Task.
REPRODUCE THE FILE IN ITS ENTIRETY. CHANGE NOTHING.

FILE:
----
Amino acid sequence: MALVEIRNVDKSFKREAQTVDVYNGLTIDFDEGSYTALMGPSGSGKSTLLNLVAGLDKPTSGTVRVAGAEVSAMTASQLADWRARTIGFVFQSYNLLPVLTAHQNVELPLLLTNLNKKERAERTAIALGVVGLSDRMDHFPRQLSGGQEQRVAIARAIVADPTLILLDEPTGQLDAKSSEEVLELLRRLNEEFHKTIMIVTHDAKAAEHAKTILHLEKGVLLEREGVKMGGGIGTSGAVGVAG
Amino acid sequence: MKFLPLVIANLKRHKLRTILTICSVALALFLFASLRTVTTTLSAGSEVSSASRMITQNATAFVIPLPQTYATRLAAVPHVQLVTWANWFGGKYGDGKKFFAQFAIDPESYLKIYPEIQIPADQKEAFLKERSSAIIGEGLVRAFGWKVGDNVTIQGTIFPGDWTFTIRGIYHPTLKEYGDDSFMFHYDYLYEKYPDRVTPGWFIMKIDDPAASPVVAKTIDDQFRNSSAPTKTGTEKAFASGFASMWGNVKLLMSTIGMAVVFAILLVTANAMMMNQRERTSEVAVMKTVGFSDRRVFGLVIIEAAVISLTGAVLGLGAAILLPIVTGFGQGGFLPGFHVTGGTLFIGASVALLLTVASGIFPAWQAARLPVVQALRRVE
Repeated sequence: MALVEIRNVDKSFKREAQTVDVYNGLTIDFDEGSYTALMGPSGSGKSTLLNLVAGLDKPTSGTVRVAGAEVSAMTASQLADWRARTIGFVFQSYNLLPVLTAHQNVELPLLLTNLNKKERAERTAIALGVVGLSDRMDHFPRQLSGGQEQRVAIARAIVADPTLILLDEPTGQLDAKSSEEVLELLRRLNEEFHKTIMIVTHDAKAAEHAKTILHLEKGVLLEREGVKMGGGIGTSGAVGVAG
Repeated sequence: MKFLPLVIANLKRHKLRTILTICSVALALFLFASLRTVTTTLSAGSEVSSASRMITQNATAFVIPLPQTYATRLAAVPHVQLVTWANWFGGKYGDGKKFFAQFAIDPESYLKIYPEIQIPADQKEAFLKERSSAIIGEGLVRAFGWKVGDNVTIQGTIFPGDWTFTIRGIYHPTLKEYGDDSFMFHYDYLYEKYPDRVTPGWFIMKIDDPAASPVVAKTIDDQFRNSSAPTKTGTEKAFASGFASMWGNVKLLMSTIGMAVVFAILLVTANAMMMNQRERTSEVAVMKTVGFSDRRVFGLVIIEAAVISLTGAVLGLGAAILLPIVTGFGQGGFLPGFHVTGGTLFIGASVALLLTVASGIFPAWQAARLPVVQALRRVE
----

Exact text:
Amino acid sequence: MALVEIRNVDKSFKREAQTVDVYNGLTIDFDEGSYTALMGPSGSGKSTLLNLVAGLDKPTSGTVRVAGAEVSAMTASQLADWRARTIGFVFQSYNLLPVLTAHQNVELPLLLTNLNKKERAERTAIALGVVGLSDRMDHFPRQLSGGQEQRVAIARAIVADPTLILLDEPTGQLDAKSSEEVLELLRRLNEEFHKTIMIVTHDAKAAEHAKTILHLEKGVLLEREGVKMGGGIGTSGAVGVAG
Amino acid sequence: MKFLPLVIANLKRHKLRTILTICSVALALFLFASLRTVTTTLSAGSEVSSASRMITQNATAFVIPLPQTYATRLAAVPHVQLVTWANWFGGKYGDGKKFFAQFAIDPESYLKIYPEIQIPADQKEAFLKERSSAIIGEGLVRAFGWKVGDNVTIQGTIFPGDWTFTIRGIYHPTLKEYGDDSFMFHYDYLYEKYPDRVTPGWFIMKIDDPAASPVVAKTIDDQFRNSSAPTKTGTEKAFASGFASMWGNVKLLMSTIGMAVVFAILLVTANAMMMNQRERTSEVAVMKTVGFSDRRVFGLVIIEAAVISLTGAVLGLGAAILLPIVTGFGQGGFLPGFHVTGGTLFIGASVALLLTVASGIFPAWQAARLPVVQALRRVE
Repeated sequence: MALVEIRNVDKSFKREAQTVDVYNGLTIDFDEGSYTALMGPSGSGKSTLLNLVAGLDKPTSGTVRVAGAEVSAMTASQLADWRARTIGFVFQSYNLLPVLTAHQNVELPLLLTNLNKKERAERTAIALGVVGLSDRMDHFPRQLSGGQEQRVAIARAIVADPTLILLDEPTGQLDAKSSEEVLELLRRLNEEFHKTIMIVTHDAKAAEHAKTILHLEKGVLLEREGVKMGGGIGTSGAVGVAG
Repeated sequence: MKFLPLVIANLKRHKLRTILTICSVALALFLFASLRTVTTTLSAGSEVSSASRMITQNATAFVIPLPQTYATRLAAVPHVQLVTWANWFGGKYGDGKKFFAQFAIDPESYLKIYPEIQIPADQKEAFLKERSSAIIGEGLVRAFGWKVGDNVTIQGTIFPGDWTFTIRGIYHPTLKEYGDDSFMFHYDYLYEKYPDRVTPGWFIMKIDDPAASPVVAKTIDDQFRNSSAPTKTGTEKAFASGFASMWGNVKLLMSTIGMAVVFAILLVTANAMMMNQRERTSEVAVMKTVGFSDRRVFGLVIIEAAVISLTGAVLGLGAAILLPIVTGFGQGGFLPGFHVTGGTLFIGASVALLLTVASGIFPAWQAARLPVVQALRRVE